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'As angry, smart and dark as Parasite.' Standard
'The anti-Slumdog Millionaire' Hollywood Reporter
Here's a strange fact: murder a man, and you feel responsible for his life - possessive, even. You know more about him than his father and mother; they knew his foetus, but you know his corpse.
Meet Balram Halwai, the 'White Tiger': servant, philosopher, entrepreneur... murderer. Balram was born in a backwater village on the River Ganges, the son of a rickshaw-puller. He works in a teashop, crushing coal and wiping tables, but nurses a dream of escape. When he learns that a rich village landlord needs a chauffeur, he takes his opportunity, and is soon on his way to Delhi at the wheel of a Honda. Amid cockroaches, call-centres, thirty-six-million gods, slums, shopping malls, and crippling traffic jams, Balram comes to see how the Tiger might slip the bars of his cage.
APPLE BOOKS REVIEW
The White Tiger offers a biting critique of modern India from an irreverent and truly original voice. 2008’s Man Booker Prize winner is constructed of a series of letters penned by charismatic antihero Balram Halwai: a shameless bigot, wanted felon and self-described entrepreneur. With a combination of innocent wonder and caustic wit, Halwai relates his demoralising upbringing in rural India and his experiences as a servant, culminating in the violent murder of his employer. Author Aravind Adiga employs hilarity to examine the contradictions of his homeland, revealing the formidable constraints of India’s caste system and the broadening reach of economic globalisation.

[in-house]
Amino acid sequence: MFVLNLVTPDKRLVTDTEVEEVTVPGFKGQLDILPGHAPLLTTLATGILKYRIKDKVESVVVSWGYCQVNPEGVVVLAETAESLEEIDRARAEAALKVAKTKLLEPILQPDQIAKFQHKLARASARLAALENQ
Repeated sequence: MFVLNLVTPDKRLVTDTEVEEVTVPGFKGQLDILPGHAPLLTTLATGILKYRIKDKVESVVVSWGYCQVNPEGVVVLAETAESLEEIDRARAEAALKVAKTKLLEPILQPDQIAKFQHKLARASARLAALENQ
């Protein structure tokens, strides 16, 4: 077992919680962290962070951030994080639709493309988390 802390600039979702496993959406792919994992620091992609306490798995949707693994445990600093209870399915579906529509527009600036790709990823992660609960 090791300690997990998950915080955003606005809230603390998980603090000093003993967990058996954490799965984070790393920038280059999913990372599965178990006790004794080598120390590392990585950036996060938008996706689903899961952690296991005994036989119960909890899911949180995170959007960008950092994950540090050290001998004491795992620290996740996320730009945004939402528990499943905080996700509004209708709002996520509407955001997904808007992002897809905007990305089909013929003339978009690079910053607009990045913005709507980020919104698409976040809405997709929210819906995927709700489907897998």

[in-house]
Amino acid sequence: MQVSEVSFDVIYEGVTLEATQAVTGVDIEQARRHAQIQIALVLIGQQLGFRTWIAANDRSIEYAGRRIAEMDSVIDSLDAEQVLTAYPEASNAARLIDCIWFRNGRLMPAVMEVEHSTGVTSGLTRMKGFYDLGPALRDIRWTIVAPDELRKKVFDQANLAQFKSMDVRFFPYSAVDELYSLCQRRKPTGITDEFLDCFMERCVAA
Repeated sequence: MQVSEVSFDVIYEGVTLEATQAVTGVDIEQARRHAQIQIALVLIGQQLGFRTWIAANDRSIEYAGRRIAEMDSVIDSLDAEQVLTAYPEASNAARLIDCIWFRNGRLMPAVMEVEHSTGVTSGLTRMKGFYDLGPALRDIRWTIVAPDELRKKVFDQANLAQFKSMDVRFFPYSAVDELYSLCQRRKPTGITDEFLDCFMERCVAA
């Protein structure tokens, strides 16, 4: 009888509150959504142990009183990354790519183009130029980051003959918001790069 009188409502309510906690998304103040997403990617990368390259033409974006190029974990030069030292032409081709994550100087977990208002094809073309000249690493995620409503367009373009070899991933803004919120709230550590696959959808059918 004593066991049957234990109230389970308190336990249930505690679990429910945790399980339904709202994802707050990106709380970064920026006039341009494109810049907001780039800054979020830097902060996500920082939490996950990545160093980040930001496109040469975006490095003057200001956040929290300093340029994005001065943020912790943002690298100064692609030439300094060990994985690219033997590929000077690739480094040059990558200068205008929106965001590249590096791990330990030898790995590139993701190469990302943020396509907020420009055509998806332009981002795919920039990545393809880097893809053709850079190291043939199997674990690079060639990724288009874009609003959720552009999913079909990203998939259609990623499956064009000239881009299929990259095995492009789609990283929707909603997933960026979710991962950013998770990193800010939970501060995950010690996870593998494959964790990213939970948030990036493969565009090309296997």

A brutal view of India's class struggles is cunningly presented in Adiga's debut about a racist, homicidal chauffer. Balram Halwai is from the "Darkness," born where India's downtrodden and unlucky are destined to rot. Balram manages to escape his village and move to Delhi after being hired as a driver for a rich landlord. Telling his story in retrospect, the novel is a piecemeal correspondence from Balram to the premier of China, who is expected to visit India and whom Balram believes could learn a lesson or two about India's entrepreneurial underbelly. Adiga's existential and crude prose animates the battle between India's wealthy and poor as Balram suffers degrading treatment at the hands of his employers (or, more appropriately, masters). His personal fortunes and luck improve dramatically after he kills his boss and decamps for Bangalore. Balram is a clever and resourceful narrator with a witty and sarcastic edge that endears him to readers, even as he rails about corruption, allows himself to be defiled by his bosses, spews coarse invective and eventually profits from moral ambiguity and outright criminality. It's the perfect antidote to lyrical India.